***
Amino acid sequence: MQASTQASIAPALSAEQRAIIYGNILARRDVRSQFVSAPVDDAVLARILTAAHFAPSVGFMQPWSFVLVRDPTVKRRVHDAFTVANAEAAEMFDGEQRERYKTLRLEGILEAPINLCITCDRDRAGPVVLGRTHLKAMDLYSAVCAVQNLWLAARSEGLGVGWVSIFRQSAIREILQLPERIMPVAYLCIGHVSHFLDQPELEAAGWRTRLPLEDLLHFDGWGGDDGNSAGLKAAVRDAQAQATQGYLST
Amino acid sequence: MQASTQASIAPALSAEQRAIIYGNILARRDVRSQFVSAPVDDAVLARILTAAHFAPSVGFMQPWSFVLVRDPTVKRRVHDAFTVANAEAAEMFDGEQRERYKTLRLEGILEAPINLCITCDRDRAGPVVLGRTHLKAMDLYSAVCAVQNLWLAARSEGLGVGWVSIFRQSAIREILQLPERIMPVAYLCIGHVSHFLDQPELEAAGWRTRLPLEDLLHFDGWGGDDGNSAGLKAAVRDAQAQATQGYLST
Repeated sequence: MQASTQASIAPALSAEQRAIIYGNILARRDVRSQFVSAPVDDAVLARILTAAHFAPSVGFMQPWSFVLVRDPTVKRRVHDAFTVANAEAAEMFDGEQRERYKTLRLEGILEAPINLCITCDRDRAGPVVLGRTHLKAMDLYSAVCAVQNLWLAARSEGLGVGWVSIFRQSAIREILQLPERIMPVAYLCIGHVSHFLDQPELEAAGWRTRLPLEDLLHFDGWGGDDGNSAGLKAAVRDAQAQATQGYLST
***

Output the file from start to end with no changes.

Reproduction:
Amino acid sequence: MQASTQASIAPALSAEQRAIIYGNILARRDVRSQFVSAPVDDAVLARILTAAHFAPSVGFMQPWSFVLVRDPTVKRRVHDAFTVANAEAAEMFDGEQRERYKTLRLEGILEAPINLCITCDRDRAGPVVLGRTHLKAMDLYSAVCAVQNLWLAARSEGLGVGWVSIFRQSAIREILQLPERIMPVAYLCIGHVSHFLDQPELEAAGWRTRLPLEDLLHFDGWGGDDGNSAGLKAAVRDAQAQATQGYLST
Amino acid sequence: MQASTQASIAPALSAEQRAIIYGNILARRDVRSQFVSAPVDDAVLARILTAAHFAPSVGFMQPWSFVLVRDPTVKRRVHDAFTVANAEAAEMFDGEQRERYKTLRLEGILEAPINLCITCDRDRAGPVVLGRTHLKAMDLYSAVCAVQNLWLAARSEGLGVGWVSIFRQSAIREILQLPERIMPVAYLCIGHVSHFLDQPELEAAGWRTRLPLEDLLHFDGWGGDDGNSAGLKAAVRDAQAQATQGYLST
Repeated sequence: MQASTQASIAPALSAEQRAIIYGNILARRDVRSQFVSAPVDDAVLARILTAAHFAPSVGFMQPWSFVLVRDPTVKRRVHDAFTVANAEAAEMFDGEQRERYKTLRLEGILEAPINLCITCDRDRAGPVVLGRTHLKAMDLYSAVCAVQNLWLAARSEGLGVGWVSIFRQSAIREILQLPERIMPVAYLCIGHVSHFLDQPELEAAGWRTRLPLEDLLHFDGWGGDDGNSAGLKAAVRDAQAQATQGYLST